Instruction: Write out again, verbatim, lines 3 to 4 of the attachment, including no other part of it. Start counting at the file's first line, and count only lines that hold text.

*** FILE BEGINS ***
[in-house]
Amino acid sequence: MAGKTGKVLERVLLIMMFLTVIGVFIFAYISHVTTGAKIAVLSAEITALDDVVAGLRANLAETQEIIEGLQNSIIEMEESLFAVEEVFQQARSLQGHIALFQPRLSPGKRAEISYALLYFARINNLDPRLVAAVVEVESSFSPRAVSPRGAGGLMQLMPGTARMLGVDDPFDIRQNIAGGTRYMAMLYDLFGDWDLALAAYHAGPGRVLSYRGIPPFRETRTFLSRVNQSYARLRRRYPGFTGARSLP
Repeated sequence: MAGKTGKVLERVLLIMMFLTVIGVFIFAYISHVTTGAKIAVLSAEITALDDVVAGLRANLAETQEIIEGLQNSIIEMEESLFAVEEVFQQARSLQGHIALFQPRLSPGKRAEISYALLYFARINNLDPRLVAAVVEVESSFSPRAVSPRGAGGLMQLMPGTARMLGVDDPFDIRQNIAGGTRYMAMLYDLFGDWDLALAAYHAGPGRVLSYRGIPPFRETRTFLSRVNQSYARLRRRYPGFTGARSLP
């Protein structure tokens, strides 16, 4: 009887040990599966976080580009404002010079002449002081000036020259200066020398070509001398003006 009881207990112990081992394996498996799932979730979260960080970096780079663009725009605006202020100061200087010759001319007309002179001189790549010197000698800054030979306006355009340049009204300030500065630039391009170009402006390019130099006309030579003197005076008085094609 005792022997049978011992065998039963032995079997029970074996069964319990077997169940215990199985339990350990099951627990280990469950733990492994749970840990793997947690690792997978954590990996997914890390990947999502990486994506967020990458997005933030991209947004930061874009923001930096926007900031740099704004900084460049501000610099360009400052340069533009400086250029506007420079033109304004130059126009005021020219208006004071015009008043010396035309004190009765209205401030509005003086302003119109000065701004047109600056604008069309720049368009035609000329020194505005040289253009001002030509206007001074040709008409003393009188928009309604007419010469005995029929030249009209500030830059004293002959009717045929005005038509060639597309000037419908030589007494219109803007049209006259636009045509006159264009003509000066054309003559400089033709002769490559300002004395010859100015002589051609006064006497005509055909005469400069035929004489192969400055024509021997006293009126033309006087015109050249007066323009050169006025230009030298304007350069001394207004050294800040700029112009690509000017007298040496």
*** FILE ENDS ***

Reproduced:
Repeated sequence: MAGKTGKVLERVLLIMMFLTVIGVFIFAYISHVTTGAKIAVLSAEITALDDVVAGLRANLAETQEIIEGLQNSIIEMEESLFAVEEVFQQARSLQGHIALFQPRLSPGKRAEISYALLYFARINNLDPRLVAAVVEVESSFSPRAVSPRGAGGLMQLMPGTARMLGVDDPFDIRQNIAGGTRYMAMLYDLFGDWDLALAAYHAGPGRVLSYRGIPPFRETRTFLSRVNQSYARLRRRYPGFTGARSLP
């Protein structure tokens, strides 16, 4: 009887040990599966976080580009404002010079002449002081000036020259200066020398070509001398003006 009881207990112990081992394996498996799932979730979260960080970096780079663009725009605006202020100061200087010759001319007309002179001189790549010197000698800054030979306006355009340049009204300030500065630039391009170009402006390019130099006309030579003197005076008085094609 005792022997049978011992065998039963032995079997029970074996069964319990077997169940215990199985339990350990099951627990280990469950733990492994749970840990793997947690690792997978954590990996997914890390990947999502990486994506967020990458997005933030991209947004930061874009923001930096926007900031740099704004900084460049501000610099360009400052340069533009400086250029506007420079033109304004130059126009005021020219208006004071015009008043010396035309004190009765209205401030509005003086302003119109000065701004047109600056604008069309720049368009035609000329020194505005040289253009001002030509206007001074040709008409003393009188928009309604007419010469005995029929030249009209500030830059004293002959009717045929005005038509060639597309000037419908030589007494219109803007049209006259636009045509006159264009003509000066054309003559400089033709002769490559300002004395010859100015002589051609006064006497005509055909005469400069035929004489192969400055024509021997006293009126033309006087015109050249007066323009050169006025230009030298304007350069001394207004050294800040700029112009690509000017007298040496």